Janos Csaba started studying violin at the age of 10 at the local conservatory in Miskolc, Hungary, before switching to the viola in his late teens. Leaving Hungary for Canada in 1957, he soon continued his studies at the University of Texas, in Austin, where he obtained his B.Mus. and met his wife, Jerry. Though he was offered a teaching position at the Western State College in Gunnison, Colorado, the Csabas decided to move to Montreal in 1962.
After teaching for the Protestant School Board of Montreal, and performing with the Montreal Symphony, the McGill Chamber Orchestra and the CBC Symphony, Janos accepted a scholarship in 1968 to study at the Eastman School of Music in Rochester, where he received a Master of Music degree in performance and literature in one year. In 1969 the Csabas became founding members of the National Arts Centre Orchestra (NACO). In the summer of 1971 the Canada Council awarded Janos a scholarship to study in Siena, Italy.
Janos has contributed to the musical life of the National Capital area as teacher (Canterbury High School and the Conservatoire de Hull), as conductor of the Intermediate Orchestra of the National Capital String Academy, and as a soloist and chamber music player. A member of the NACO and the Thirteen Strings, he served as Principal Violist of l’Orchestre de chambre de Hull (for six years), and the Ottawa Symphony Orchestra (for five years).
In July 2003 Janos retired from the NACO. He now plays chamber music for pleasure only, and has revived his earlier interest in conducting. He speaks Hungarian, English, French, German and Italian.
Janos Csaba reminisces...
When Jerry, my wife, and I arrived in Ottawa in 1969 for the purpose of joining the newly formed National Arts Centre Orchestra we found two other Hungarians: Karoly Sziladi (who is still in the orchestra) and John Gazsi. Unfortunately, John died in a car accident in 1983. Before coming to Ottawa we both played in the Orchestre Symphonique de Montreal: Jerry in the first violin section, and I in the violas. What had attracted us to Ottawa was a different repertoire (the NACO is a smaller orchestra) and the possibility of playing a lot of chamber music.
Incidentally, I speak of Jerry as if she were really Hungarian when, in fact, she has learned the language as an adult, after we were married in 1960. However, having been to Hungary at least twenty times she can be called an "honorary Hungarian". At least, all my relatives and our friends accept her as one.
Our gamble has worked out for us: we found the NACO an excellent orchestra and Ottawa a delightful city. We had opportunities that would have been harder to find in Montreal: we appeared as soloists, as chamber musicians many times in live concerts, as well as on the CBC.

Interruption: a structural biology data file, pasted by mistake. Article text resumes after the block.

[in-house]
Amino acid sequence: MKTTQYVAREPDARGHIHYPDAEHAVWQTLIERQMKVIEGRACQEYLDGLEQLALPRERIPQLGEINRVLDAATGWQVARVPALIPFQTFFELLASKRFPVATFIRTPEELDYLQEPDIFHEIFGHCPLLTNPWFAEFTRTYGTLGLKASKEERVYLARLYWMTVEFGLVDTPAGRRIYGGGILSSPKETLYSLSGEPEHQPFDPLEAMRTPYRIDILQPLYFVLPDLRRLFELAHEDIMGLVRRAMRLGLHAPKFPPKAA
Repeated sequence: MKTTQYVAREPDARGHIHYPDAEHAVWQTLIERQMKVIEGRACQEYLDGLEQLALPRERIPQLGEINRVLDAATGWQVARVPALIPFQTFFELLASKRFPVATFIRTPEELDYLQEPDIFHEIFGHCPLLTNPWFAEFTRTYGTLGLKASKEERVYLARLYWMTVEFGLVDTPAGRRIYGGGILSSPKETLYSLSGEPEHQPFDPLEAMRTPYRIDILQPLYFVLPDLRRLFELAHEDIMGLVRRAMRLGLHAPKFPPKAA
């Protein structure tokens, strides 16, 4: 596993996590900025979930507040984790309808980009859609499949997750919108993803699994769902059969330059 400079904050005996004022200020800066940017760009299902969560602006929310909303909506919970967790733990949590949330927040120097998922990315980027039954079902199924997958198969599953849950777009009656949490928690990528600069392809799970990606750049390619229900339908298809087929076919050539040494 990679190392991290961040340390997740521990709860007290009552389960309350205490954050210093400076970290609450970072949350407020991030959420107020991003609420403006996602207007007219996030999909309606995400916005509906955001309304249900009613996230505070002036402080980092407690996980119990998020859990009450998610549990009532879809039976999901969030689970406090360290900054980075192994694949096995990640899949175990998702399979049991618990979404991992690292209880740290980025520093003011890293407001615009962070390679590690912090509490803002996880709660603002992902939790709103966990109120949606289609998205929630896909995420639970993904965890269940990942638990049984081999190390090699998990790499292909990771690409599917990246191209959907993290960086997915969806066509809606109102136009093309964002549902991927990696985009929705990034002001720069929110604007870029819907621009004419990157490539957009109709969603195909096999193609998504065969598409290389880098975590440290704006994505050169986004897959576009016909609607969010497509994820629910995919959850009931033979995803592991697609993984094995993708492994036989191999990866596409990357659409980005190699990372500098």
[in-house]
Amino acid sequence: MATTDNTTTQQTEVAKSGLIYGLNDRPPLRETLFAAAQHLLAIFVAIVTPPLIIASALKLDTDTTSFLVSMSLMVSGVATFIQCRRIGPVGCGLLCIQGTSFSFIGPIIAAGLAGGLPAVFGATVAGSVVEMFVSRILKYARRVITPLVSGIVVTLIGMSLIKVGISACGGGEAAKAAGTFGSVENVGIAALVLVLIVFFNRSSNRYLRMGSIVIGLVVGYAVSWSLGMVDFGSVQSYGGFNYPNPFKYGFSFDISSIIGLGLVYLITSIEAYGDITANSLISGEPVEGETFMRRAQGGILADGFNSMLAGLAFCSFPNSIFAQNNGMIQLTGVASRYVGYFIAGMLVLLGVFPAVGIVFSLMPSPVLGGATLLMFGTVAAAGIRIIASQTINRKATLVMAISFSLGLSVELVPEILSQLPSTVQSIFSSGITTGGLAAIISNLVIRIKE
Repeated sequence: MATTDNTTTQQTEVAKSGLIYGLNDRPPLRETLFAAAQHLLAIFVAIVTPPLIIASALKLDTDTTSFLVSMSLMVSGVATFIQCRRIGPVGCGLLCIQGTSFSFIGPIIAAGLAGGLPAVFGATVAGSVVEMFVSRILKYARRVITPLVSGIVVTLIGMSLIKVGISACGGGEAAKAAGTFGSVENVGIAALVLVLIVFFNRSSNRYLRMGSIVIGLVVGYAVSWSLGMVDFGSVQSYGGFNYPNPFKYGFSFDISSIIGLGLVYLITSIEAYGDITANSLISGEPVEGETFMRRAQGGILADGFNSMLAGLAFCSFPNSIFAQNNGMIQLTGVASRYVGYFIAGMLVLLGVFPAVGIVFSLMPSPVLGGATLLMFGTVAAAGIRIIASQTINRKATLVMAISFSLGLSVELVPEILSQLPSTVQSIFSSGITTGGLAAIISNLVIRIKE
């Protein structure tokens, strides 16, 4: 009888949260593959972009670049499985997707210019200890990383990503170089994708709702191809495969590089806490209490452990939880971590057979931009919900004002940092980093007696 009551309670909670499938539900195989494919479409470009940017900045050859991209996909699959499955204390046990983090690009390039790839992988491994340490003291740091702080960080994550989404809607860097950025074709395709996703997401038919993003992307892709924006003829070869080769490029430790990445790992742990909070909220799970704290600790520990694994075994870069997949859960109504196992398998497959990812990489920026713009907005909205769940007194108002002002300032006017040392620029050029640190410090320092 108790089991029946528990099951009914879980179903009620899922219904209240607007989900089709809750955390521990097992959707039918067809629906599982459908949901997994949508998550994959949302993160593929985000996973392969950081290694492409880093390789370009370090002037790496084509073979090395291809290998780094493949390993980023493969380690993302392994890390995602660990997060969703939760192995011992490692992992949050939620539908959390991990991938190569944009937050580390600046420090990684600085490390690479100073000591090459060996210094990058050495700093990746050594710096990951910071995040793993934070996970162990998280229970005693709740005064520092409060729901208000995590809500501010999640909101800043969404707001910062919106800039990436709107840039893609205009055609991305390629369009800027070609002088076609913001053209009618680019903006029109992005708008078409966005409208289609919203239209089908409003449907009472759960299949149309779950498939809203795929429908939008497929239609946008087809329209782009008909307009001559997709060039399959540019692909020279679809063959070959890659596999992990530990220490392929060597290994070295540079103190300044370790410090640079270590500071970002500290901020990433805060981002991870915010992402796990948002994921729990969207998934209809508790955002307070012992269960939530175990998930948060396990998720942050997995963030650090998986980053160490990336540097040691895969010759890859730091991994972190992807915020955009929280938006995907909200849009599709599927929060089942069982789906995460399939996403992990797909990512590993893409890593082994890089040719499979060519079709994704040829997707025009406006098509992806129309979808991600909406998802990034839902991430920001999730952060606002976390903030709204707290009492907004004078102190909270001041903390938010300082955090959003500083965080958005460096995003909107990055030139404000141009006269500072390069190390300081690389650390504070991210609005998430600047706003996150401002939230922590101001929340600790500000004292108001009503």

In time several new musical organisations came into being, to mention but a few: Thirteen Strings, in which we both played (Jerry as concert master for 19 years) the Orchestre de Chambre de Hull, of which I was principal violist for 6 years and had the same position in the Ottawa Symphony for 5 years. I also conducted the Ottawa Junior Youth Orchestra for about 10 years and taught viola in the Conservatoire de Hull.
Needless to say, all this time our main position was in the NACO. It was there where we experienced the highest level of music making with great guest conductors and soloists.Among the most memorable was Janos Ferencsik who conducted Kodaly's Dances of Galanta and Beethoven's Eroica Symphony. We also toured a lot both in Canada (from coast to coast) and internationally. We even played in Budapest in 1995. Some of those tours were memorable not only because we appeared in some of the world's most famous concert halls. Sometimes the excitement came from elsewhere, such as only arriving at the hall in the last minute, due to weather conditions (fog, snowstorm, freezing rain),or being interrupted in mid-concert by a fire alarm.
Upon our retirement in 2003 we could look back at a career full of wonderful memories. We still play string quartets with former collegues mostly for ourselves only. I have accepted the position of conductor of Sinfonia Ottawa, a local amateur orchestra, which I find very satisfying.
Jerry Lorene Csaba (nee Shaver) was born in Houston, Texas. She started violin lessons at the age of 10, and shortly after she joined the Houston Youth Symphony. Four years later she became concert master of it, a post she held for 3 years, until going to university. At the University of Texas in Austin she met her future husband, Janos Csaba, who was studying viola. They were married in 1960. Two years later they moved to Montreal where they taught in the public schools until they could join the Montreal Symphony in 1963, with the opening of the Place des Arts. When the National Arts Centre opened in 1969 the Csabas moved to Ottawa and joined the NACO.
Jerry Csaba has been heard as soloist, chamber musician and as concert master of the Thirteen Strings chamber orchestra both in Ottawa and on the CBC. After her two daughters left home she started teaching as well.